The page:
This is a basic guide that explains what MIDI is, in its several forms and what is meant by the term that I think has been thrown around, “midi recording”
MIDI stands for music instrument digital interface. But the phrase behind MIDI the acronym doesn’t seem to explain anything.
It may help to back up to a time in recent history:
When cell phones first came out, the ring tones were very simple. No doubt, what you were listening to was a midi file. Nowadays, phones can play back mp3s. Why were the ring tones midi? Midi files are extremely small. Like a score of music, They hold the bare essentials: the note and rhythm "data" of a specific piece. Comparable to the size of a text only word document, it can store minutes of music in only a fraction of a megabyte. An orchestra piece that I wrote last year that has many voices and is 4 minutes long is only 28 KB.
Now, a midi recording? What is that?
There are four different types of digital midi recordings:
- 1. Basic Note Entry
2. Basic note entry and edited
4. Performed and edited
No. 1 and 2 are computer rendered recordings.
Number one describes someone who references a score, and using only the computer and a mouse, inputs the music into finale, Sibelius or musescore. They save their "work" as a midifile. This type of recording is not very artistic at all. No variation in dynamics, no variation in tempo.
Number two is identical to number one, except midi scaling parameters (sus. pedal, tempo, soft pedal, note velocity, quantization and transposition) can be edited.
Both No. 3 and 4 are digital recordings. No. 3 is human rendered, without computer manipulation but 4 is a type of hybrid recording combining human playing with computer manipulation.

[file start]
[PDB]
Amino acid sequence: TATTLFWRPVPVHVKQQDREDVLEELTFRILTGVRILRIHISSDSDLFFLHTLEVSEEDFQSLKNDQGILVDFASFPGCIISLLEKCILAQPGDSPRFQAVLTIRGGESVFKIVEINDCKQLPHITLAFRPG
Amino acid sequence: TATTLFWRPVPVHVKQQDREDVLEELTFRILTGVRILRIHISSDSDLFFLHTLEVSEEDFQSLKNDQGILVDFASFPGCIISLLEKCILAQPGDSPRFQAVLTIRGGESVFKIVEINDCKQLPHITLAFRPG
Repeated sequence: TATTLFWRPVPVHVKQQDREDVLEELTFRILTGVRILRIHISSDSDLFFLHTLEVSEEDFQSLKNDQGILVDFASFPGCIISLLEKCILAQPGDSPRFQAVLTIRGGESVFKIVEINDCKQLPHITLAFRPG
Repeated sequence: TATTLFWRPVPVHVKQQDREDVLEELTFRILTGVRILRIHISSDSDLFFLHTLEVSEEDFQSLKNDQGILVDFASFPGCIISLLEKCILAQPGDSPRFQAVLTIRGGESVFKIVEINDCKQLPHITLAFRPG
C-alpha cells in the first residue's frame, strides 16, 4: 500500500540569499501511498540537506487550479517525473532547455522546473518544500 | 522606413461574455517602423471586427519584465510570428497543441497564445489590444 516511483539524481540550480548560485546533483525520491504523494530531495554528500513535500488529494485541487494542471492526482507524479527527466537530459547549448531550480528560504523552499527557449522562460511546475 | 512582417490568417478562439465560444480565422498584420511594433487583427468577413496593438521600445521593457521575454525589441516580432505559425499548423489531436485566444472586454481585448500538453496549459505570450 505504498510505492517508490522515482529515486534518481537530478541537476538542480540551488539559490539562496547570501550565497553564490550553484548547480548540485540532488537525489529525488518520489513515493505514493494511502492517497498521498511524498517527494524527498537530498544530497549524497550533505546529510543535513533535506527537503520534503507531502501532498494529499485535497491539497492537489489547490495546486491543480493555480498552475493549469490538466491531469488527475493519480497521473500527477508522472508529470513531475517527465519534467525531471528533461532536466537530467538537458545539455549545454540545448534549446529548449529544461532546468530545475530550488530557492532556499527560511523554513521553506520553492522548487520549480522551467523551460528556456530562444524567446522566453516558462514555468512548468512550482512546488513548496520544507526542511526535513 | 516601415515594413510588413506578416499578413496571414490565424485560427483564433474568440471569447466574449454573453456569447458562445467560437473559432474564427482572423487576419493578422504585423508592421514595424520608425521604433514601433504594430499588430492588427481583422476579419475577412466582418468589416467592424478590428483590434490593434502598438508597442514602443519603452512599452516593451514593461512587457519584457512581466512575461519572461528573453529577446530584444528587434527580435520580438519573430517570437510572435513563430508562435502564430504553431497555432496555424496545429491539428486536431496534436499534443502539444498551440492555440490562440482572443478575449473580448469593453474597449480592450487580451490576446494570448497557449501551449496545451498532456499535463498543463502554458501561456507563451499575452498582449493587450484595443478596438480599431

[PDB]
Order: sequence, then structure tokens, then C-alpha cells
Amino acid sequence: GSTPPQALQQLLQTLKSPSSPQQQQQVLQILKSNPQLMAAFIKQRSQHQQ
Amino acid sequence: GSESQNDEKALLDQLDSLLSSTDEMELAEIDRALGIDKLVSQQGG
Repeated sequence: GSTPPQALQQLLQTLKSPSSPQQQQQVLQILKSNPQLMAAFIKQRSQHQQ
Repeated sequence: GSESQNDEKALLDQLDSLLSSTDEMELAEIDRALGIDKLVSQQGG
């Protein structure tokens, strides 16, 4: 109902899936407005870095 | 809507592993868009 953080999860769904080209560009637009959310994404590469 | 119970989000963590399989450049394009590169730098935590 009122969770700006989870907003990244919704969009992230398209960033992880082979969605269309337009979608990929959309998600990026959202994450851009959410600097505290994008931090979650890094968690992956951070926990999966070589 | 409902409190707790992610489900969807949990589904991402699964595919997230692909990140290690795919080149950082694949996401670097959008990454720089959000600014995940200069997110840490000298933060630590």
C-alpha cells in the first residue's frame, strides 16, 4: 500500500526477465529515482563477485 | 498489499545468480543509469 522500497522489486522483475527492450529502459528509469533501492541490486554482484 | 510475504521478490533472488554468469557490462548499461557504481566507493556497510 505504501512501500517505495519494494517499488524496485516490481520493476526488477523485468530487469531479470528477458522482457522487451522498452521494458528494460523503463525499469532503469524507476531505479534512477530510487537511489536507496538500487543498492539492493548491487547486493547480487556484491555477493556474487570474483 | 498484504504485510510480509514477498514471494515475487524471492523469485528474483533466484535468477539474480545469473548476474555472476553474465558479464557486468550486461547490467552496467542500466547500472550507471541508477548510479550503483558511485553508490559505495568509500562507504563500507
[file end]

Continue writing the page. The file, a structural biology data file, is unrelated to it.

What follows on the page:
Number three describe someone who has a electronic keyboard with MIDI I/O. With some type of program for ex. Acoustica Mixcraft, the pianist can record a piece, and the computer will play it back verbatim. Or a keyboard with an onboard MIDI recorder. There are two different types of playback. If one wants to use the keyboard, that is a possibility, or for higher quality piano sounds, one may want to use a piano sampler EastWest QL pianos, Synthogy Ivory, Alicia’s Keys, there’s many different brands.
Number four is identical to number three but is like number 2. Say there is a note blurred at bar 7. Even if it’s soft you can get rid of it. Or a note should be softer at another measure, no problem, fix the volume by adjusting the note velocity parameter. What is interesting is, say you have a piece that consists of four modulating chords throughout. You could record the piece with all the wrong notes, but your desired note velocity and pedal, and edit the right notes in later and it will sound note perfect. Many call this cheating, fair enough. It may take weeks and weeks to practice and record a piece well, the old-fashioned way. No. 4 or 2 provide a shortcut, but the results may not be better for the one who takes it.
Here’s a question: how can one tell what is a midi recording and what is not?
The simple answer, is, unless you witness the recording, you cannot. Sometimes it’s very hard to tell. But if it sounds superhuman, it probably is not No. 3 but in fact, 1 or 2 or 4. For ex. between two notes, say there is a very large difference dynamically. Or when there is no dynamic variation at all, and it sounds mechanical, then you’re probably hearing No. 1.
here are some other MIDI resources: